Andy Simon, the Accidental Scion

andrew simon3 shravan vidyarthi Andy Simon, the Accidental Scion

Should I stay or should I go,” as Mick Jones of the Clash once sang, was the question weighing on Andy Simon’s mind throughout much of last year.

But whereas Mr. Jones was lamenting a turbulent personal relationship, Mr. Simon’s thoughts were careening along a matter of real estate.

Indeed, having served four years at NAI Global, most recently as an executive managing director, the veteran broker had long sought to expand from his traditional specialization as a leasing agent into investment sales, which he had slowly veered into over the years anyway. As it were, Mr. Simon met with Mark Jaccom of Colliers International, who assured the broker that his interest in investment sales would be embraced. It was very shortly thereafter that Mr. Simon made up his mind to leave NAI.

“We were building a game plan, but we were frustrated by the lack of true commitment to resources and other things that you need people around you to help you build that business,” said Mr. Simon of NAI Global, the firm from which he resigned in mid-December. “I was spending the last six months or so gearing up to either improve my deal there or to extricate; and it wound up being leaving the company at the end of the year.”

Among his largest investment-sales transactions was the one he arranged on behalf of New York Life for the sale of 44 Wall Street, a two-phase, sealed-bid process that culminated in 1995 with a purchase by Norman Sturner. “That process was very similar to what the big investment brokerage firms have been doing in just the last few years,” said Mr. Simon of 44 Wall, which, coming out of the early 1990s downturn, was the biggest sale in the downtown Manhattan market. “We established a market and put the war room together and went to active buyers in the real estate market.”

In the early 1990s, meanwhile, he sold a building at 12 East 52nd Street to the U.S. subsidiary of what was once a Yugoslavian bank that by the time of closing had become a Slovenian firm. He also oversaw the massive 340,000-square-foot repositioning of 1180 Avenue of the Americas. Besides the repositioning, he spearheaded project management and rebranding at the building as well as the leasing of 141,000 square feet of space, he said.

“It took me a while to get comfortable enough and confident enough to break into that world,” said Mr. Simon, 53. “But through contacts and meetings and through working with people who work solely on the investment side over the years, a lot of that has rubbed off on me. Really, it just interests me.”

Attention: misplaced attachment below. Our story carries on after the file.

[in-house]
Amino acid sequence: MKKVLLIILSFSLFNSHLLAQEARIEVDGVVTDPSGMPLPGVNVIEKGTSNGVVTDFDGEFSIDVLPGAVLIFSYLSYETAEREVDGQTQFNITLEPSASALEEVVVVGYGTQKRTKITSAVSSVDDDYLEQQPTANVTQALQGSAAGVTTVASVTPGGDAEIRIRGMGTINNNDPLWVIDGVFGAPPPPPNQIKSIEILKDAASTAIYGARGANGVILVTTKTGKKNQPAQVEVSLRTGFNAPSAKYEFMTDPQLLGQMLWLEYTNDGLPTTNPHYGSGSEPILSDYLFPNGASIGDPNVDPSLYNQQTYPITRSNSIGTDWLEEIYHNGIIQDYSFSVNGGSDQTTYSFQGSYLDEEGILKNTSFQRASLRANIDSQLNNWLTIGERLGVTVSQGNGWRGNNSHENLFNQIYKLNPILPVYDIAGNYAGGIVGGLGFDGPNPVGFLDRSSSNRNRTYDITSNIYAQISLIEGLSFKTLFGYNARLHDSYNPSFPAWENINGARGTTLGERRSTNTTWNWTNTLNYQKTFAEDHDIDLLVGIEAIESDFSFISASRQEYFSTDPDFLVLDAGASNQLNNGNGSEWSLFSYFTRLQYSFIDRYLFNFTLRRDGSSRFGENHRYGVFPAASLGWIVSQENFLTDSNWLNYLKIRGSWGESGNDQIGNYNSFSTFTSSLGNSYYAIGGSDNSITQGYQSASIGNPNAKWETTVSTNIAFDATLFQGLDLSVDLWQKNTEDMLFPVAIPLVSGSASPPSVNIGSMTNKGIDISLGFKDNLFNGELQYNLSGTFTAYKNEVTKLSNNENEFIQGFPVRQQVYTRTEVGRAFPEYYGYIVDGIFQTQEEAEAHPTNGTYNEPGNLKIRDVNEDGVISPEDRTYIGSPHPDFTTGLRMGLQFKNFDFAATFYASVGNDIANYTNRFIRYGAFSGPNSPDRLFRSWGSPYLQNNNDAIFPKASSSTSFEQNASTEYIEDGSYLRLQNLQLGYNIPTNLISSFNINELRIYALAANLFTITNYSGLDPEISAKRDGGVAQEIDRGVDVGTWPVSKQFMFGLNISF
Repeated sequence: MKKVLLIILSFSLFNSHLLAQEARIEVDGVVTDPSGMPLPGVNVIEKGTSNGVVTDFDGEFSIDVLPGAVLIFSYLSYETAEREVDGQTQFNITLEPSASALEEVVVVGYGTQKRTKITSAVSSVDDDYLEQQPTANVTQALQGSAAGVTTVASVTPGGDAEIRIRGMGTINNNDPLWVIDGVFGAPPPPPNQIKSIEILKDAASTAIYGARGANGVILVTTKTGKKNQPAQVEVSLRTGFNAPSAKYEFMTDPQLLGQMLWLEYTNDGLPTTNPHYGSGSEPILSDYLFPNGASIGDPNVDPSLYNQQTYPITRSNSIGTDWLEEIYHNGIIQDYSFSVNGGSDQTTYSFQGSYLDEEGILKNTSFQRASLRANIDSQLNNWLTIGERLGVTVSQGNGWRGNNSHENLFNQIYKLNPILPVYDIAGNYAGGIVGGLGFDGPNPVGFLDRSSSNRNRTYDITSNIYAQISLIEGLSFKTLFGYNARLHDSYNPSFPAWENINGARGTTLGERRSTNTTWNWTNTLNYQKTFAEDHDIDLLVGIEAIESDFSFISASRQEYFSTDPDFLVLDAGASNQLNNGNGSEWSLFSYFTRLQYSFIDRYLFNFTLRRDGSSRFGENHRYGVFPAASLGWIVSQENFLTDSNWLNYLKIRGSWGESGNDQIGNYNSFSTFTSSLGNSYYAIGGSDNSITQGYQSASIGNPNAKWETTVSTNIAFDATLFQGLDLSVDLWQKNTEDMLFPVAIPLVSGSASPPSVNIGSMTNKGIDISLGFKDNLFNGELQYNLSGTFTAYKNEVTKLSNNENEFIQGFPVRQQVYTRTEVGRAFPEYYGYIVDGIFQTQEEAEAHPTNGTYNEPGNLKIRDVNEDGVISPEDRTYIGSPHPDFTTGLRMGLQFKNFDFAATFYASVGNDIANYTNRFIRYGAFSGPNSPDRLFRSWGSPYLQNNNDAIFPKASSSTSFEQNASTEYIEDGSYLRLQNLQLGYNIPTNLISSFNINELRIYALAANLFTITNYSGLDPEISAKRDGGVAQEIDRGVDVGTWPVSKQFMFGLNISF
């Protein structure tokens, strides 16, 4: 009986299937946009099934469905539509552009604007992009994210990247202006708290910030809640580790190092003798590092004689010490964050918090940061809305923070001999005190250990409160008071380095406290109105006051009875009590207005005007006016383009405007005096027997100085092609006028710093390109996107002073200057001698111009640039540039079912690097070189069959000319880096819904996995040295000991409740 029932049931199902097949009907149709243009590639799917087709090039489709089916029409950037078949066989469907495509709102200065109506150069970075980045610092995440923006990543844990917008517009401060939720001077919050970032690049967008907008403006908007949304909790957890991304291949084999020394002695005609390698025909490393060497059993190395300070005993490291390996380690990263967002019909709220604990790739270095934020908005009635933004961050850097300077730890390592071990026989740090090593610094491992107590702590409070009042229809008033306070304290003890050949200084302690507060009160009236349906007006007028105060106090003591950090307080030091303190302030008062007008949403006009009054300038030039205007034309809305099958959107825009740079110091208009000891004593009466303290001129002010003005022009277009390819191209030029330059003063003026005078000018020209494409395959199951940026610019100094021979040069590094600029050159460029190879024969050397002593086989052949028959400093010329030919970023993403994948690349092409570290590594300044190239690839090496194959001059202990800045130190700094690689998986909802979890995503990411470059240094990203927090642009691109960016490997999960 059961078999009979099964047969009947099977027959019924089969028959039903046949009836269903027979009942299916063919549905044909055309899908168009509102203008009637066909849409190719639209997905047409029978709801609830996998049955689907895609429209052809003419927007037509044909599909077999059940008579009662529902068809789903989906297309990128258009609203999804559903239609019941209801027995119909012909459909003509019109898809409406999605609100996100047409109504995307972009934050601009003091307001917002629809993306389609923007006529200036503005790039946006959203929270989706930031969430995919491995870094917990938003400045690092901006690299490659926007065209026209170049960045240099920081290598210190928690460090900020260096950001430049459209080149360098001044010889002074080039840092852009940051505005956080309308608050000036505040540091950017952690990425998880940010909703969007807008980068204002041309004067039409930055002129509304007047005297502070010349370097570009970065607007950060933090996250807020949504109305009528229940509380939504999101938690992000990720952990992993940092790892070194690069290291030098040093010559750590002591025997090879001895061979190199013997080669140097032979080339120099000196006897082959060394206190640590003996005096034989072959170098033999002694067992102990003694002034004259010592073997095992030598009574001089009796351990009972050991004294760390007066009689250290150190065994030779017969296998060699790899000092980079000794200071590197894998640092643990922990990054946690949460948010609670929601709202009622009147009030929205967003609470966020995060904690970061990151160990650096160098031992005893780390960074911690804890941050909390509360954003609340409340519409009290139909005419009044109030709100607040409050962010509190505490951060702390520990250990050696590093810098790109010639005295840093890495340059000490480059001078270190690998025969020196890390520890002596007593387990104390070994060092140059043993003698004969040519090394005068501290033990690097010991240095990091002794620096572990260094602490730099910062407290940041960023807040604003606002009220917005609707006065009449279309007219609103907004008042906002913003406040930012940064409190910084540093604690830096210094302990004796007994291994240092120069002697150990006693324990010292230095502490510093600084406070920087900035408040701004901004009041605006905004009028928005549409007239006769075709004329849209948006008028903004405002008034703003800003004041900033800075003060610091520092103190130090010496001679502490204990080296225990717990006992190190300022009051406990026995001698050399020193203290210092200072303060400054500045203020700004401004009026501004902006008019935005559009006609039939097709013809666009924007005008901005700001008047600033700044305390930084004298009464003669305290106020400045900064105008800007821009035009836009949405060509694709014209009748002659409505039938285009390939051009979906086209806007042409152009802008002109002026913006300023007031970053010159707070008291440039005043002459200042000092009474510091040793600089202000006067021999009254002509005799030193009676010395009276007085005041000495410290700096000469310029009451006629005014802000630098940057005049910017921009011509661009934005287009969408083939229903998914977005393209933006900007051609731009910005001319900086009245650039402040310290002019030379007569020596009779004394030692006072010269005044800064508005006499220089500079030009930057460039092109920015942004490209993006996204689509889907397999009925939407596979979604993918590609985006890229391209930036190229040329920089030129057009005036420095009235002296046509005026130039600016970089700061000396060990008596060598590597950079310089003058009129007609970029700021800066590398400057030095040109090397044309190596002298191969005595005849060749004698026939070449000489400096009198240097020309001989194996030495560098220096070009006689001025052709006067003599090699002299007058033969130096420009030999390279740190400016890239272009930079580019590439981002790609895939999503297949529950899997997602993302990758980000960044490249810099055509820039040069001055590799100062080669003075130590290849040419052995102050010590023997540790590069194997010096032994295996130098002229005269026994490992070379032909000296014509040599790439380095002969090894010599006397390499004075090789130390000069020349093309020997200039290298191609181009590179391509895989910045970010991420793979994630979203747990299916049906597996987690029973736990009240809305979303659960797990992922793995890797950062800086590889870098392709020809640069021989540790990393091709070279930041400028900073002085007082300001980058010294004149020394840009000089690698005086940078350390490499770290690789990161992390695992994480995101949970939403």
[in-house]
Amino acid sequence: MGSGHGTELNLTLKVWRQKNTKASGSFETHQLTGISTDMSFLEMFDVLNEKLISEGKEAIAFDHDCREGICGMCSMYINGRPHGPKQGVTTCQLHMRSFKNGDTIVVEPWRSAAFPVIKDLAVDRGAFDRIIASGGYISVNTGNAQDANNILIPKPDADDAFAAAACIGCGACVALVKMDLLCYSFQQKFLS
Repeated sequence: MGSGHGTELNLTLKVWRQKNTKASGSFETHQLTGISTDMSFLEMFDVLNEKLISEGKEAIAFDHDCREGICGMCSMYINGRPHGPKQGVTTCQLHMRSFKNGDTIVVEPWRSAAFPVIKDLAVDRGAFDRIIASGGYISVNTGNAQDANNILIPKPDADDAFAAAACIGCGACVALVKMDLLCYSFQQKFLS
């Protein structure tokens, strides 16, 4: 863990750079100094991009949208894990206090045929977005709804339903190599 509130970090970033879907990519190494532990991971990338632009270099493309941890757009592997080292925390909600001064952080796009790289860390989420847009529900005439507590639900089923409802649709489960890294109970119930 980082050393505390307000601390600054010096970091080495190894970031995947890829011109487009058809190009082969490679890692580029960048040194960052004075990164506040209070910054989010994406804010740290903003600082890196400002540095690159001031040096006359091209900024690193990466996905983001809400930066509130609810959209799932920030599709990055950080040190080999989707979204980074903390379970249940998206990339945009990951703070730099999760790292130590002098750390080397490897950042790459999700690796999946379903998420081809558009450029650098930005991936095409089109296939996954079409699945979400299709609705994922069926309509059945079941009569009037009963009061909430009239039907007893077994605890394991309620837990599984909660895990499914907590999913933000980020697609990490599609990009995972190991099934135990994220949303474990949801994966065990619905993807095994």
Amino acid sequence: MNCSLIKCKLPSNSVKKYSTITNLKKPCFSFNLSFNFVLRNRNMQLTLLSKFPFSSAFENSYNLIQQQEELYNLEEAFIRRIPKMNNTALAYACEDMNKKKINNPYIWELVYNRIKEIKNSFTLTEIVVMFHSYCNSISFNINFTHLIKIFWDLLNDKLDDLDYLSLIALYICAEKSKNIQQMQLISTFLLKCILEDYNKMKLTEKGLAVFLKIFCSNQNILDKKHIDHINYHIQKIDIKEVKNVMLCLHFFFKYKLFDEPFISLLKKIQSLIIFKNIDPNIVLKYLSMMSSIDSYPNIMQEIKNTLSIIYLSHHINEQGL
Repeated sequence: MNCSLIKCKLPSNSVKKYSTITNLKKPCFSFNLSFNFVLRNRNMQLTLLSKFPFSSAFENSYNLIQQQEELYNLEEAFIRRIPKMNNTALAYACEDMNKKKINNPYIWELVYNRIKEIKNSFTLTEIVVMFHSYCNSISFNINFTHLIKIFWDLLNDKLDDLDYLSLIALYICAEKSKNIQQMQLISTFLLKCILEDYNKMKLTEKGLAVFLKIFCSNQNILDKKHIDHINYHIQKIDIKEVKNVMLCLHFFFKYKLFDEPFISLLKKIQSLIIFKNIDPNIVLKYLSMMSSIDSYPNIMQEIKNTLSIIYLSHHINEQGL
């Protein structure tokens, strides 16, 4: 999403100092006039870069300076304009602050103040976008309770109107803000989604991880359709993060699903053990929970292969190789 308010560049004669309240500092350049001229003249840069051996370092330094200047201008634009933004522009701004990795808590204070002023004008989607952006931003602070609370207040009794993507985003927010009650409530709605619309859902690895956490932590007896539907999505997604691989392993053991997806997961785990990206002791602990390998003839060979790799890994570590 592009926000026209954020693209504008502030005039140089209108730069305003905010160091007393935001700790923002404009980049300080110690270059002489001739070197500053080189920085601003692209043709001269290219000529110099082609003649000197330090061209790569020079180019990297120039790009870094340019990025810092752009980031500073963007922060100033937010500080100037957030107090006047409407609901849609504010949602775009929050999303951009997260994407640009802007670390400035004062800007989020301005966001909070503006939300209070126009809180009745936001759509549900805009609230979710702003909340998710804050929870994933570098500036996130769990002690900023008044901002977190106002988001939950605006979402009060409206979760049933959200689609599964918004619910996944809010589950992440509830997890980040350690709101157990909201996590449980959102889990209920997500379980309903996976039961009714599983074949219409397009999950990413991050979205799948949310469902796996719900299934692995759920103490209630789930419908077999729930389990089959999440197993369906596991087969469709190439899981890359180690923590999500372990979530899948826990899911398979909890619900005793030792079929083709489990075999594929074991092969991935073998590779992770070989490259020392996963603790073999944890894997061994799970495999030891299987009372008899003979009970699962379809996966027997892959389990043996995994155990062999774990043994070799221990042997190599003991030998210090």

MR. SIMON WAS raised among a large family of brokers and developers on the Upper East Side. His father was a successful broker, and he grew up in a home built in the 1930s by the Simon Brothers, a development company helmed by his grandfather, a pair of great-uncles and their sister.

“My father always told me that Simon Brothers, in its day, in the ’30s and ’40s, was probably even bigger than Uris and Tishman, which were big names in those days,” said Mr. Simon, whose mother still lives in the domicile his family built on 301 East 66th Street.

But it wasn’t until the 1980s, during a meeting with Henry Baker, one of the stalwarts of the real estate industry, that a 20-something Mr. Simon discovered exactly how entrenched his family was. To be sure, during their lunch, he learned that Mr. Baker—then nearing the end of a full career at Edward S. Gordon—had once negotiated a real estate deal with the broker’s great-grandfather.

“I found out at the lunch that he had done a deal in the nineteen-teens with my great-grandfather, so I was fourth generation in the business,” he said. “I never knew that. In those days, I guess that meant three- and four-story walk-ups on the East Side.”

Mr. Simon had already come into his own as a broker several years earlier, having accepted a position first at his father’s small firm, Herbert Charles, before moving to Jones Lang Wooten. While at Herbert Charles, Mr. Simon trained under a pair of mentors who had sharpened their teeth in the 1960s at the Williams Real Estate Company, the organization that, four decades later, merged into Colliers International, the very firm at which the broker would end up.

“It was a different world back then, but we would go to the top of the building with a pad of paper and write down every tenant on the top floor, and then go down the building,” he said. “In those days you were allowed in the buildings. You might occasionally get kicked out-but there were ways in.”

The move into real estate came only after his bittersweet realization that his deep love for rock ‘n’ roll and jazz would not easily translate into a viable career. Alas, his connections were not in music but in the real estate sector.

For the married father of two girls who lives in Princeton Junction, N.J., the commitment to real estate has proven to be the right decision. To be sure, he said his determination to live up to his family’s high values has continued to rank high among his goals.

“I know that my father was always a gentleman in this business, and that helped to shape the way I would like people to think of me,” Mr. Simon said. “I’m aggressive, but I’m not unethical. I’m not one who’s going to try to get a deal done at all costs at the potential embarrassment of the client. I try to do what’s right so that they can look back and say that it was a good deal.”

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